What to do on world backup day

 Backup theory, Best Practice, Recovery  Comments Off on What to do on world backup day
Mar 302017

World backup day is approaching. (A few years ago now, someone came up with the idea of designating one day of the year to recognise backups.) Funnily enough, I’m not a fan of world backup day, simply because we don’t backup for the sake of backing up, we backup to recover.

Every day should, in fact, be world backup day.

Something that isn’t done enough – isn’t celebrated enough, isn’t tested enough – are recoveries. For many organisations, recovery tests consist of actually doing a recovery when requested, and things like long term retention backups are never tested, and even more rarely recovered from.

bigStock Rescue

So this Friday, March 31, I’d like to suggest you don’t treat as World Backup Day, but World Recovery Test Day. Use the opportunity to run a recovery test within your organisation (following proper processes, of course!) – preferably a recovery that you don’t normally run in terms of day to day operations. People only request file recoveries? Sounds like a good reason to run an Exchange, SQL or Oracle recovery to me. Most recoveries are Exchange mail level recoveries? Excellent, you know they work, let’s run a recovery of a complete filesystem somewhere.

All your recoveries are done within a 30 day period of the backup being taken? That sounds like an excellent idea to do the recovery from an LTR backup written 2+ years ago, too.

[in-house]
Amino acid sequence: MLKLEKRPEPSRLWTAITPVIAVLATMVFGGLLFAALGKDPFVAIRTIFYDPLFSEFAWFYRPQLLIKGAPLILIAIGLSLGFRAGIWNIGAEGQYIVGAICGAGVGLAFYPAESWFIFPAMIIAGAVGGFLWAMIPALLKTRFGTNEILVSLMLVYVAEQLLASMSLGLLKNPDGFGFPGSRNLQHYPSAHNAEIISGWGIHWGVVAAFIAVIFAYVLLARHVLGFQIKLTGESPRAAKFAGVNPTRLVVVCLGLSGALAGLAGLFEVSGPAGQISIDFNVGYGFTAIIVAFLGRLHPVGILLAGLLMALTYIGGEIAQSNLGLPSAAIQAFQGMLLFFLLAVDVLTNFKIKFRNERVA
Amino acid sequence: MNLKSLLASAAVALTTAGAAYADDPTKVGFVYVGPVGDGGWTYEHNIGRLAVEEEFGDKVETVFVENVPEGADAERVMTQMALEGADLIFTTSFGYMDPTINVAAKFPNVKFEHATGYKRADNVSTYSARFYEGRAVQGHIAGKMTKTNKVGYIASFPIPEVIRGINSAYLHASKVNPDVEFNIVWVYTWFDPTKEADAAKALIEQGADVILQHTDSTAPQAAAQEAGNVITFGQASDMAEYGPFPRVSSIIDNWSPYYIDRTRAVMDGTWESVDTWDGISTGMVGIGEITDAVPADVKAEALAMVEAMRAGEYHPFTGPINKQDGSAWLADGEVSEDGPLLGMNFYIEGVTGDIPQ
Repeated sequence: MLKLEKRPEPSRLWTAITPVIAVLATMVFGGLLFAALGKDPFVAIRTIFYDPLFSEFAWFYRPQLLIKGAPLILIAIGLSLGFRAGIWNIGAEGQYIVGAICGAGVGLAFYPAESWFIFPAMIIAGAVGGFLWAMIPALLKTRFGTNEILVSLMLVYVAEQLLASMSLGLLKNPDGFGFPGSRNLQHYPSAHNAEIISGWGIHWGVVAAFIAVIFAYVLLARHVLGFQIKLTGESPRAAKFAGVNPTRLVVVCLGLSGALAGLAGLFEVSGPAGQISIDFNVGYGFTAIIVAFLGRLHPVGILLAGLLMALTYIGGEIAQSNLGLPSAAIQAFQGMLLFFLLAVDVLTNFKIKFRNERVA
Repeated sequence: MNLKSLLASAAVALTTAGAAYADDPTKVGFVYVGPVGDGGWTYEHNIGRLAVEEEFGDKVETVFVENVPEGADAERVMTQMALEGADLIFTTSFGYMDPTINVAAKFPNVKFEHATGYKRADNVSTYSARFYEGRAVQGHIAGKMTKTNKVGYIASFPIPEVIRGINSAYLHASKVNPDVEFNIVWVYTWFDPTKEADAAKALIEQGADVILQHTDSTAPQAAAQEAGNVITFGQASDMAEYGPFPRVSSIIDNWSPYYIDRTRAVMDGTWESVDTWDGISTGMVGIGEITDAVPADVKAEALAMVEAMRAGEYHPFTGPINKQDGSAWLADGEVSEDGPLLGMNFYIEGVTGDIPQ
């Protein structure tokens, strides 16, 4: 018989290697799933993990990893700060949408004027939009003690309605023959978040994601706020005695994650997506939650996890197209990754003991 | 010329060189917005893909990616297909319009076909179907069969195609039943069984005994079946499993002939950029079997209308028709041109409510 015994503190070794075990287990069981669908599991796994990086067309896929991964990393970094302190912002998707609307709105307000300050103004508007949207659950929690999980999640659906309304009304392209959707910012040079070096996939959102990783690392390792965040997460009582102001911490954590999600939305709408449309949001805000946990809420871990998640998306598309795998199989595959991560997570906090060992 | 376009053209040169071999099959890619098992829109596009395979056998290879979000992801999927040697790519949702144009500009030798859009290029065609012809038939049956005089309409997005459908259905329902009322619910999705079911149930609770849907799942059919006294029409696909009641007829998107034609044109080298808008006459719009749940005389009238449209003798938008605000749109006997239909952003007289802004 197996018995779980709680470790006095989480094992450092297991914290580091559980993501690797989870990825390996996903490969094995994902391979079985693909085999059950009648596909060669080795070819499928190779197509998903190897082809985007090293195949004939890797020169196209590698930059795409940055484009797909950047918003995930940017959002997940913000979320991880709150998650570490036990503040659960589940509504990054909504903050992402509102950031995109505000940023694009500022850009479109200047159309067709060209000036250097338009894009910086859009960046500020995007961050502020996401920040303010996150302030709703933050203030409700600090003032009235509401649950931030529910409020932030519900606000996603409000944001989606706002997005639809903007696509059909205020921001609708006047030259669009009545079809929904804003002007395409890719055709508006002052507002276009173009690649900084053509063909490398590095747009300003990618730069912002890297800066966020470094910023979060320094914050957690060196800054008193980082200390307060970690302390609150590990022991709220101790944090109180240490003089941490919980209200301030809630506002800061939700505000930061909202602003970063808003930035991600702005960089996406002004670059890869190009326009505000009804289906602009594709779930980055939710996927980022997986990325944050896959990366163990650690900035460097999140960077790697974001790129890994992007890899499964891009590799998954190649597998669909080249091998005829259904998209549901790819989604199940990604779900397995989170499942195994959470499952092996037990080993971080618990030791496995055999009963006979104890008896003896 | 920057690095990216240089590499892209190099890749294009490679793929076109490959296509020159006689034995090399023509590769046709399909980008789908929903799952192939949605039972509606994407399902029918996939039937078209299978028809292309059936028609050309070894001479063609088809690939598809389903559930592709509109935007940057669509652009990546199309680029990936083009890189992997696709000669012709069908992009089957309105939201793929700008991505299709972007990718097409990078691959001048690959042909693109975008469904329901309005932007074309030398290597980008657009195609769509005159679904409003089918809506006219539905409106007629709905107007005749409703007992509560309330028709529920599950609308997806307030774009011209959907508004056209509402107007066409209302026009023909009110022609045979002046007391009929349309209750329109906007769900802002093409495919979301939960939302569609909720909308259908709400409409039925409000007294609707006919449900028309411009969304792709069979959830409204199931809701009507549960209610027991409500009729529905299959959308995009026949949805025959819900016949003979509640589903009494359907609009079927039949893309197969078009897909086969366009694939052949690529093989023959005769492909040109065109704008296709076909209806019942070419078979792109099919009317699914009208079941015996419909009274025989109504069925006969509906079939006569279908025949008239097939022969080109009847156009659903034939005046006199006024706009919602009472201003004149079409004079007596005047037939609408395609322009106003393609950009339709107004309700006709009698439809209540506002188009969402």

Part of running a data protection environment is having routine tests to validate ongoing successful operations, and be able to confidently report back to the business that everything is OK. There’s another, personal and selfish aspect to it, too. It’s one I learnt more than a decade ago when I was still an on-call system administrator: having well-tested recoveries means that you can sleep easily at night, knowing that if the pager or mobile phone does shriek you into blurry-eyed wakefulness at 1am, you can in fact log onto the required server and run the recovery without an issue.

So this World Backup Day, do a recovery test.

The need to have an efficient and effective testing system is something I cover in more detail in Data Protection: Ensuring Data Availability. If you want to know more, feel free to check out the book on Amazon or CRC Press. Remember that it doesn’t matter how good the technology you deploy is if you don’t have the processes and training to use it.

World backup day misses the point

 Backup theory  Comments Off on World backup day misses the point
Mar 302015

iStock Flat Earth Blog Size

It’s fair to say I’m a big fan of backup and recovery. So much so that a substantial part of the last 19 years of my career have been devoted to it in some form or another.

Yet here’s the rub: World backup day (March 31) is full of good intentions but has entirely the wrong focus. By that I don’t just mean it should be World Recovery Day (although that would be a nice change); instead, it places emphasis on just one aspect of data protection, and these days there’s no such thing as a data protection strategy that only leverages a single aspect.